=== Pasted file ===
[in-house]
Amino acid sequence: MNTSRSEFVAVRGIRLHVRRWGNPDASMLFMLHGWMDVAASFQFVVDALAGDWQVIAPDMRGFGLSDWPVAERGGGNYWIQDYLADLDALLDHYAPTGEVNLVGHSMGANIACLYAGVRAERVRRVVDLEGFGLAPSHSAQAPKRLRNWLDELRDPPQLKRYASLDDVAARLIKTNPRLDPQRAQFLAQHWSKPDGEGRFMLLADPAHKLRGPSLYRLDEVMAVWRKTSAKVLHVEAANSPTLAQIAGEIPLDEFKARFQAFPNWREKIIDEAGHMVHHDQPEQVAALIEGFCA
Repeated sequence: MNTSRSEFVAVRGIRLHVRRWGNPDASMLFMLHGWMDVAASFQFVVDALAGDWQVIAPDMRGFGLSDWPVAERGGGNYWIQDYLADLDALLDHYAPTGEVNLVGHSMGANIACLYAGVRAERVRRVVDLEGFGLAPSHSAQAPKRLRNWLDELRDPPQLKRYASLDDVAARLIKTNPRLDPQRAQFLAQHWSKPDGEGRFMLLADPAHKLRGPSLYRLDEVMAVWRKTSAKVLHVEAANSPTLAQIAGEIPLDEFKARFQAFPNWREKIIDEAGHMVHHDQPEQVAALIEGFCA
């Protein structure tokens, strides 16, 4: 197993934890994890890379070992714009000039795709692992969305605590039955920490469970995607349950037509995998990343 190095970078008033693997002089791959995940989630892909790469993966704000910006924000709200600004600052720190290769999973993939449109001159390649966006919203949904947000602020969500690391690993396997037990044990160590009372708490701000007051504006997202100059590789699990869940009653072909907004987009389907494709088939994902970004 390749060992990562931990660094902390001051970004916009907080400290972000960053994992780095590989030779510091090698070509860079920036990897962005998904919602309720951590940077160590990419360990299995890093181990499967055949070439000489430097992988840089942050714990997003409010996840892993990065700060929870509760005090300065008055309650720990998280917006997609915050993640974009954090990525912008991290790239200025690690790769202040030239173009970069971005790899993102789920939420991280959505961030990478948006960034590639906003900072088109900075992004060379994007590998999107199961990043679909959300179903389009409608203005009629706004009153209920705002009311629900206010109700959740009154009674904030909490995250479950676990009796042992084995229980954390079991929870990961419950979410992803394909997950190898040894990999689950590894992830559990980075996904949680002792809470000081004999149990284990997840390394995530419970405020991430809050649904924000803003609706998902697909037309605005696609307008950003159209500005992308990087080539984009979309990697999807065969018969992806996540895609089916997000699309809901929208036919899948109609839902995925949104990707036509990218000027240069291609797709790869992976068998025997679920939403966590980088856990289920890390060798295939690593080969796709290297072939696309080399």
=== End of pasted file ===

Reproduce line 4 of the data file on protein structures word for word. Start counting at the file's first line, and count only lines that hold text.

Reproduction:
């Protein structure tokens, strides 16, 4: 197993934890994890890379070992714009000039795709692992969305605590039955920490469970995607349950037509995998990343 190095970078008033693997002089791959995940989630892909790469993966704000910006924000709200600004600052720190290769999973993939449109001159390649966006919203949904947000602020969500690391690993396997037990044990160590009372708490701000007051504006997202100059590789699990869940009653072909907004987009389907494709088939994902970004 390749060992990562931990660094902390001051970004916009907080400290972000960053994992780095590989030779510091090698070509860079920036990897962005998904919602309720951590940077160590990419360990299995890093181990499967055949070439000489430097992988840089942050714990997003409010996840892993990065700060929870509760005090300065008055309650720990998280917006997609915050993640974009954090990525912008991290790239200025690690790769202040030239173009970069971005790899993102789920939420991280959505961030990478948006960034590639906003900072088109900075992004060379994007590998999107199961990043679909959300179903389009409608203005009629706004009153209920705002009311629900206010109700959740009154009674904030909490995250479950676990009796042992084995229980954390079991929870990961419950979410992803394909997950190898040894990999689950590894992830559990980075996904949680002792809470000081004999149990284990997840390394995530419970405020991430809050649904924000803003609706998902697909037309605005696609307008950003159209500005992308990087080539984009979309990697999807065969018969992806996540895609089916997000699309809901929208036919899948109609839902995925949104990707036509990218000027240069291609797709790869992976068998025997679920939403966590980088856990289920890390060798295939690593080969796709290297072939696309080399």